Stop Setting Breakpoints
Ever since Ethan Marcotte’s amazing article on ALA way back in 2010, web developers have been leveraging media queries to ensure frontend designs are usable across devices. In general, that means setting breakpoints with new styles for each device size. This new idea lurched web interface design forward, and the idea of responsive web design has become not only ubitquitous, but standard. Most web design/development courses include the concept as part of their curriculum.
What web developer hasn’t played with the width of their browser window, resizing until it breaks, and then setting a breakpoint at that width. Lather, rinse, repeat until the design works cross-browser. I am a firm believer in the concept that if it works, it’s not wrong. However, I think there’s a better way.
Support for viewport units in CSS is rather high. The vh and vw units are almost universally usable. I would say for almost all projects, they’re safe to use. Support for vmax and vmin isn’t quite as good, and that’s the only reason I even discuss continued use of media queries at all in this article. Put another way, once vmin and vmax support widens, media queries can become almost unnecessary.
The Only Media Query You’ll Ever Need
I present to you the only media query you’ll ever need: orientation. The team up of viewport units and the orientation query can’t solve every design problem, but it can come pretty close.
Consider this scenario: You are working on a design in-browser. It has three blocks arranged horizontally. In landscape, which is the orientation most desktop users are going to be using, The blocks fit well, and their content is easily readable. However, below 600px width, the content overflows the box, causing the last box to drop to the next line. Normally in a situation like this, because the font-size is set using em, rem or some other either relative or static sizing, you would likely set a breakpoint at 600px width, then adjust the font size.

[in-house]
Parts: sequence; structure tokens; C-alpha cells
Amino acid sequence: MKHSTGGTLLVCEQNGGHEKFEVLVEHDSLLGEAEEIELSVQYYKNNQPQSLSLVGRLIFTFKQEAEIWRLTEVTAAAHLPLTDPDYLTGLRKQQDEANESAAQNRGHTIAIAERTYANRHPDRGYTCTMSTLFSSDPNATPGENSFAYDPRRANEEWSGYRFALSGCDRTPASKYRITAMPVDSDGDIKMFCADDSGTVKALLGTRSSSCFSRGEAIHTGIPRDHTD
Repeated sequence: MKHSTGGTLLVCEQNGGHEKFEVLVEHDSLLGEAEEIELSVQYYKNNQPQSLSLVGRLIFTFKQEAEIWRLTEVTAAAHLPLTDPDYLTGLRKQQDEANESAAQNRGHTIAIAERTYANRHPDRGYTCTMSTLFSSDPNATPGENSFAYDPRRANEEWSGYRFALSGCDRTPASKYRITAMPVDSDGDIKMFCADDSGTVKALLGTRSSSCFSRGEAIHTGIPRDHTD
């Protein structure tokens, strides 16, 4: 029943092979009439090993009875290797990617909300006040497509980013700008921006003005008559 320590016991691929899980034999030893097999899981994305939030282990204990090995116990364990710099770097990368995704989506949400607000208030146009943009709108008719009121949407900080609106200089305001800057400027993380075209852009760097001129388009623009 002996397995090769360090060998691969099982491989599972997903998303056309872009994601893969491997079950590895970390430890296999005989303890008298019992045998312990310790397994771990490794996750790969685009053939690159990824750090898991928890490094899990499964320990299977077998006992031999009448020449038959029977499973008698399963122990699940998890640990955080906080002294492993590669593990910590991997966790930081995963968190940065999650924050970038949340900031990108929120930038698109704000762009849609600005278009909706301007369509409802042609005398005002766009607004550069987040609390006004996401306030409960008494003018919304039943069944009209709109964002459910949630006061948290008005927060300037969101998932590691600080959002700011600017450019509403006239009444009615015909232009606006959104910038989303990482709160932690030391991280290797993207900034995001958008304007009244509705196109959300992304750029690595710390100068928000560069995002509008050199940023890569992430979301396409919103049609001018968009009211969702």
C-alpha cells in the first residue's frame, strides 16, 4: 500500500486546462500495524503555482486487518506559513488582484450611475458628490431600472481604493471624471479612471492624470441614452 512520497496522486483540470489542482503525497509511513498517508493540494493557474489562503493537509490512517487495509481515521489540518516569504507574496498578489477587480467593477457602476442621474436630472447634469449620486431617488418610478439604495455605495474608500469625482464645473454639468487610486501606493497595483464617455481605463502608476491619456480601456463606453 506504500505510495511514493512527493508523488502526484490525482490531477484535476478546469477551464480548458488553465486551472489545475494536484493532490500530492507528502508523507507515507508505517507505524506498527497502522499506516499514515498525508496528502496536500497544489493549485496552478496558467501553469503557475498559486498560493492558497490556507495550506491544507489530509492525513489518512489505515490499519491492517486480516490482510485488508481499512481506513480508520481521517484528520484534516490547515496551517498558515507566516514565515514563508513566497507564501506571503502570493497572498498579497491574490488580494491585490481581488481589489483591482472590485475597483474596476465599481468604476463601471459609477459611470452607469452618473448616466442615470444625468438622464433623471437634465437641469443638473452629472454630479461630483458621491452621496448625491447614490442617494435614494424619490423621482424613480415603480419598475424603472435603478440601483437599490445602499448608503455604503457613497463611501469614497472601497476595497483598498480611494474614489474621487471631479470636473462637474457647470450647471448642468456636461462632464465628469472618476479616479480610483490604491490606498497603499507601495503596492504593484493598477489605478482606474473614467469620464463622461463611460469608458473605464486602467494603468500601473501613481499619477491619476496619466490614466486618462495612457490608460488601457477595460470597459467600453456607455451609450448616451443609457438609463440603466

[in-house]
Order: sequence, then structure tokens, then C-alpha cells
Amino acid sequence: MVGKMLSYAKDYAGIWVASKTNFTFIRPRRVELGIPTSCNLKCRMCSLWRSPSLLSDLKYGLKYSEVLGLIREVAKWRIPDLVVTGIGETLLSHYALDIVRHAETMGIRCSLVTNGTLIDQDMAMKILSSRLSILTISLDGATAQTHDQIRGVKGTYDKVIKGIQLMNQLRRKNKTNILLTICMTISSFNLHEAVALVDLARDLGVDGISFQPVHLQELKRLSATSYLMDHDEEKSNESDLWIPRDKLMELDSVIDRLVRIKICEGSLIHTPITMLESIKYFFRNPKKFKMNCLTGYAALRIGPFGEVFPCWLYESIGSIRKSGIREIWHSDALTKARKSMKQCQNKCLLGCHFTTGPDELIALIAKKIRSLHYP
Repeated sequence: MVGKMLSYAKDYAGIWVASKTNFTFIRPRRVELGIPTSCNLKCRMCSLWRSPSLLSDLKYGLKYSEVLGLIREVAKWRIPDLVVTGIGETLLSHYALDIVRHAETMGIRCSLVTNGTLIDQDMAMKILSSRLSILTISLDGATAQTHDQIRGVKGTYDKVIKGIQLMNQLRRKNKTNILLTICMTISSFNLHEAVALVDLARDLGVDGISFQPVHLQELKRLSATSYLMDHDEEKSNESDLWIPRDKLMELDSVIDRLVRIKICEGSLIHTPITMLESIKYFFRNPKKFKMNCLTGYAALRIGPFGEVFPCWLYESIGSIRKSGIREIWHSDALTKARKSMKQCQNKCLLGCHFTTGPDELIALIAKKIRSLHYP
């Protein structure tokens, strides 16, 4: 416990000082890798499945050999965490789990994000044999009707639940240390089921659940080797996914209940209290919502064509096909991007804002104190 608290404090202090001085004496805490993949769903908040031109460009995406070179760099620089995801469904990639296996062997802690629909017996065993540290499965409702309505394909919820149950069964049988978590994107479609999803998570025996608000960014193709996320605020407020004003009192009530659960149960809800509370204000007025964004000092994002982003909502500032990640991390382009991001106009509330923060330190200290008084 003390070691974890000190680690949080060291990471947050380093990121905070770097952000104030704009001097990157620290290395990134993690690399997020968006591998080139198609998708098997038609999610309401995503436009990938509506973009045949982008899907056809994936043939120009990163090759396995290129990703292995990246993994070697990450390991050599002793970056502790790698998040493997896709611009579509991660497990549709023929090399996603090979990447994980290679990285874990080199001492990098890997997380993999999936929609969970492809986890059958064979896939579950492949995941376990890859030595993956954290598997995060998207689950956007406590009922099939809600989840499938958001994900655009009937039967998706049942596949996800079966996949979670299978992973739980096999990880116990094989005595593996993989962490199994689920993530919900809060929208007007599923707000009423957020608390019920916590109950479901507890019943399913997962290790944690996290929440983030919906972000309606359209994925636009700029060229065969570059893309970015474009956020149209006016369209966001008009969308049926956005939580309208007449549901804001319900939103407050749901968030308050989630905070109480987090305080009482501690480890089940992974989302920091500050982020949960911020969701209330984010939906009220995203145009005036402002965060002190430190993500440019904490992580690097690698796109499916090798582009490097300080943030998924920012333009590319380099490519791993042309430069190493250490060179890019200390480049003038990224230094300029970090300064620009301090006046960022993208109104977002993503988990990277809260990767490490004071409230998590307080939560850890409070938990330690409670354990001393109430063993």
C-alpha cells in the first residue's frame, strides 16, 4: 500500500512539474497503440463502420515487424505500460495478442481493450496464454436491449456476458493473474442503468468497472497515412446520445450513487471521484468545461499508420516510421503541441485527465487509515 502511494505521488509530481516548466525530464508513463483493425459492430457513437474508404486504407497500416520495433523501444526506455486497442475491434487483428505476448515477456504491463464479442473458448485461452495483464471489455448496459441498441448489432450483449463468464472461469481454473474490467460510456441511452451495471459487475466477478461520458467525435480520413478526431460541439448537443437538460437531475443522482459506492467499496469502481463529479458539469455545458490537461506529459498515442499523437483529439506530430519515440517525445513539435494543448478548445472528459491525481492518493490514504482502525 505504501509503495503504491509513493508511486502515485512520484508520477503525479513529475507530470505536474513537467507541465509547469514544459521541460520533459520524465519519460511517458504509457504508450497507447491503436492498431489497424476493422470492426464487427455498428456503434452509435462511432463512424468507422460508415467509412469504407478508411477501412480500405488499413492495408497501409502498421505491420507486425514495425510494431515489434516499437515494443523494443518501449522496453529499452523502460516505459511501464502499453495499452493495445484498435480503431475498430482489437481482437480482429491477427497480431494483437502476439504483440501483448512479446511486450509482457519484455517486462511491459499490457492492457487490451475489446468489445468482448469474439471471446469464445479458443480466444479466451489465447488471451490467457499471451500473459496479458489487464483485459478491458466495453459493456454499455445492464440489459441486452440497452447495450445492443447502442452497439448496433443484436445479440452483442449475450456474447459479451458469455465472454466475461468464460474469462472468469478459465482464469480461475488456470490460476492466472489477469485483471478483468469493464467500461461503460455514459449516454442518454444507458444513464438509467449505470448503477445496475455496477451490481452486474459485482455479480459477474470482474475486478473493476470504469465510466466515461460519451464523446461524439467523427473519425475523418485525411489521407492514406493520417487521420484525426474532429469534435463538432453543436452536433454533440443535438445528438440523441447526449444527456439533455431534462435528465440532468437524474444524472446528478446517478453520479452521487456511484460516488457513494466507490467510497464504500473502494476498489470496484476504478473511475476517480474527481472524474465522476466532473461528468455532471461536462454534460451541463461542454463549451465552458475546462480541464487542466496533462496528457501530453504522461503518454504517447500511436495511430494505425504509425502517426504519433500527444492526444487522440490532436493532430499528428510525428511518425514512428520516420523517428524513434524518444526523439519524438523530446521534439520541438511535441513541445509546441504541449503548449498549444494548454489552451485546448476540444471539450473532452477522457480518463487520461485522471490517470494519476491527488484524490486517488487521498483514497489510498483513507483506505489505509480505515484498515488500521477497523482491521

See the Pen wpjdGN by Ronald Roe (@ronaldroe) on CodePen.
This is where viewport units come in. Instead of using the relative or static units like normal, set the font-size based on the width of the viewport. For most paragraph text, I find 2 – 3vw works well, but use whatever works for your design.
With the vw units set, the content will no longer overflow the box as the size shrinks. In most cases, the breakpoint becomes unnecessary. Next, in our imaginary scenario, we try the design in portrait orientation on a phone and find that the boxes are small and the text is too small to read. What happened? Since the text size is based on the viewport’s width, and the width is much smaller than the height, the text looks tiny.
That’s where our orientation media query comes in. Setting @media (orientation: portrait) will trigger when the height of the viewport is greater than the width. Now, inside the query, reset the font size to use vh units. In general, using the same number as the vw value will maintain a similar if not consistent look. Additionally, most scenarios with floated boxes will look better if the float is removed (set to none) in portrait.
See the Pen baMWRP by Ronald Roe (@ronaldroe) on CodePen.
There will be cases where breakpoints are still necessary. However, this method should reduce the need considerably. I’ve used this method in all of my current and some of my recent past projects, and am having a lot of success with it. For my current project, a frontend for Shape Fitness, You will not find a single breakpoint in the CSS.
Let me know in the comments and on Twitter what you think.